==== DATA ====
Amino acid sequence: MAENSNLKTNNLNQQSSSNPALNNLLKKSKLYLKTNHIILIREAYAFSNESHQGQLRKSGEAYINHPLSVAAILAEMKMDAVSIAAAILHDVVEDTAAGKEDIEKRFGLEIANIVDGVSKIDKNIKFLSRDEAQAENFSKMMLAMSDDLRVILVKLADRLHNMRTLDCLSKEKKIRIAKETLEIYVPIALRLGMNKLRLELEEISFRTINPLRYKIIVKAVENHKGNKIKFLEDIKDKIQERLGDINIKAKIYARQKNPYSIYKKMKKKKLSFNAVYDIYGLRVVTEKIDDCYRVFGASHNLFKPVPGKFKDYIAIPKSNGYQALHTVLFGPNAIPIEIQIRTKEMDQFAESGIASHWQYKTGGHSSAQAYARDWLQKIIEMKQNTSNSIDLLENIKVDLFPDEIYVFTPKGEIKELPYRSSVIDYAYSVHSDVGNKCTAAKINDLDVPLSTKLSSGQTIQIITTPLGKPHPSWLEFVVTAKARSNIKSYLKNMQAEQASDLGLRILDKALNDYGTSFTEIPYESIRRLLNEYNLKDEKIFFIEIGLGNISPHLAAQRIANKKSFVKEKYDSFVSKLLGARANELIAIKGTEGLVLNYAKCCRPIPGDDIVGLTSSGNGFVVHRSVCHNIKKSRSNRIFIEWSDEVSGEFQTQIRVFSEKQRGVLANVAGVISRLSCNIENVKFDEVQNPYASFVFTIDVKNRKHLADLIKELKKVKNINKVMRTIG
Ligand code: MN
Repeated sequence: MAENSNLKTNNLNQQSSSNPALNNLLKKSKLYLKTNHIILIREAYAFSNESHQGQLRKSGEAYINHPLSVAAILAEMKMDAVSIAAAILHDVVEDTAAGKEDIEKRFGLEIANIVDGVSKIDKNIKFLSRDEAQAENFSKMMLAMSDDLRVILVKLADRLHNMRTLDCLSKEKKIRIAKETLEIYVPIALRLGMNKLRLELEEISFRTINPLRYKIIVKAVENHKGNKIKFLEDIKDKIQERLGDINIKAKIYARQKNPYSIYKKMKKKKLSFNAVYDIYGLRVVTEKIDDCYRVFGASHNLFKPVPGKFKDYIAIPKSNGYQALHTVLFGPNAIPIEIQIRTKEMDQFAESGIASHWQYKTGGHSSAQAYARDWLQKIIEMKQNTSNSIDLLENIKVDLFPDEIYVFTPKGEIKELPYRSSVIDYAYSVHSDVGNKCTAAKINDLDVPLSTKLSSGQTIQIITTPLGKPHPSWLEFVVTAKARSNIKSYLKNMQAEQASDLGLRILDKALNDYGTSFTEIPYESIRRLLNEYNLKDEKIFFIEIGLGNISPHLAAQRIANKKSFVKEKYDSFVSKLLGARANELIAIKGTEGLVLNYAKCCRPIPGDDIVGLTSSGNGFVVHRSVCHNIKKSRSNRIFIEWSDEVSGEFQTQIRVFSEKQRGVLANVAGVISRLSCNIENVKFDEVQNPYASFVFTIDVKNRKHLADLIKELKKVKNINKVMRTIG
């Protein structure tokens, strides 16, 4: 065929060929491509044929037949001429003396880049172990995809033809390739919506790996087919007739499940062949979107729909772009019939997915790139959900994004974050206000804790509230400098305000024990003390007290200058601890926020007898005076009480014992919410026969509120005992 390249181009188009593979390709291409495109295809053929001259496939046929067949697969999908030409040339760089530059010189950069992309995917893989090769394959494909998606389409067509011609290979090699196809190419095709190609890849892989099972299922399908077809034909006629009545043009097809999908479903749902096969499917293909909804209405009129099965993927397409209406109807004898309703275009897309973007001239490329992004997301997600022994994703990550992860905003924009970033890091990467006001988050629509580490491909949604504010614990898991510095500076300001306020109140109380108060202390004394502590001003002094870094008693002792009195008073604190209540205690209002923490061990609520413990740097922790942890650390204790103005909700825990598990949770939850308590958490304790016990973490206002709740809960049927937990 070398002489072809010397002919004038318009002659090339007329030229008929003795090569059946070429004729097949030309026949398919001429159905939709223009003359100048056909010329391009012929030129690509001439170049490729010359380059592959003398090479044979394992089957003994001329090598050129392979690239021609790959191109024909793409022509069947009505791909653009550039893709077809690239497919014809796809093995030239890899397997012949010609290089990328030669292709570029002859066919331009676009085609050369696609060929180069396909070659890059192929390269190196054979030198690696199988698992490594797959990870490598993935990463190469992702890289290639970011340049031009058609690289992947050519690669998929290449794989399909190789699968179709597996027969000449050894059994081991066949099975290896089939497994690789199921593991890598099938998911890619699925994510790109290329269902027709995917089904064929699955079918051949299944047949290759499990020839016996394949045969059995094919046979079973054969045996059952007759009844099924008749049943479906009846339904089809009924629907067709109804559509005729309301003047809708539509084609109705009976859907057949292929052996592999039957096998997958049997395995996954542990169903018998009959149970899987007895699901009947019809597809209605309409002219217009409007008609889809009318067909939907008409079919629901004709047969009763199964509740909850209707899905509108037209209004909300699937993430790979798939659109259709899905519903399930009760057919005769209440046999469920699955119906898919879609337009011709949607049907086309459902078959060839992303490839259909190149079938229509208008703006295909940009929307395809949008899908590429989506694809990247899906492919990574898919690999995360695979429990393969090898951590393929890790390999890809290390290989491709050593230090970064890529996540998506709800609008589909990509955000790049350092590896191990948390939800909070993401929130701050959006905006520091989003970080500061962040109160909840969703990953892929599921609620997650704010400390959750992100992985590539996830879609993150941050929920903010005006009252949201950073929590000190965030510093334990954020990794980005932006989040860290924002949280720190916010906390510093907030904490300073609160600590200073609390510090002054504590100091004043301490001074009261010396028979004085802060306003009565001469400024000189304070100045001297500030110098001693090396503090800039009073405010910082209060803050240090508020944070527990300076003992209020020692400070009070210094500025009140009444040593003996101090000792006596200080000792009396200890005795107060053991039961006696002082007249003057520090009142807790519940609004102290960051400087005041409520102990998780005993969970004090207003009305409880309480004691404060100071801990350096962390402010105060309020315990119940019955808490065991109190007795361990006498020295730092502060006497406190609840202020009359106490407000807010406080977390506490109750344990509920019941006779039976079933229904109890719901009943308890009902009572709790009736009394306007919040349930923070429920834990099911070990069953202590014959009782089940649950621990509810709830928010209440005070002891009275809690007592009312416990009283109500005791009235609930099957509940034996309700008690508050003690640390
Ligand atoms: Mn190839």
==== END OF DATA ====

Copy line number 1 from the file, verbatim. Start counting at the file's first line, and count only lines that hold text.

Amino acid sequence: MAENSNLKTNNLNQQSSSNPALNNLLKKSKLYLKTNHIILIREAYAFSNESHQGQLRKSGEAYINHPLSVAAILAEMKMDAVSIAAAILHDVVEDTAAGKEDIEKRFGLEIANIVDGVSKIDKNIKFLSRDEAQAENFSKMMLAMSDDLRVILVKLADRLHNMRTLDCLSKEKKIRIAKETLEIYVPIALRLGMNKLRLELEEISFRTINPLRYKIIVKAVENHKGNKIKFLEDIKDKIQERLGDINIKAKIYARQKNPYSIYKKMKKKKLSFNAVYDIYGLRVVTEKIDDCYRVFGASHNLFKPVPGKFKDYIAIPKSNGYQALHTVLFGPNAIPIEIQIRTKEMDQFAESGIASHWQYKTGGHSSAQAYARDWLQKIIEMKQNTSNSIDLLENIKVDLFPDEIYVFTPKGEIKELPYRSSVIDYAYSVHSDVGNKCTAAKINDLDVPLSTKLSSGQTIQIITTPLGKPHPSWLEFVVTAKARSNIKSYLKNMQAEQASDLGLRILDKALNDYGTSFTEIPYESIRRLLNEYNLKDEKIFFIEIGLGNISPHLAAQRIANKKSFVKEKYDSFVSKLLGARANELIAIKGTEGLVLNYAKCCRPIPGDDIVGLTSSGNGFVVHRSVCHNIKKSRSNRIFIEWSDEVSGEFQTQIRVFSEKQRGVLANVAGVISRLSCNIENVKFDEVQNPYASFVFTIDVKNRKHLADLIKELKKVKNINKVMRTIG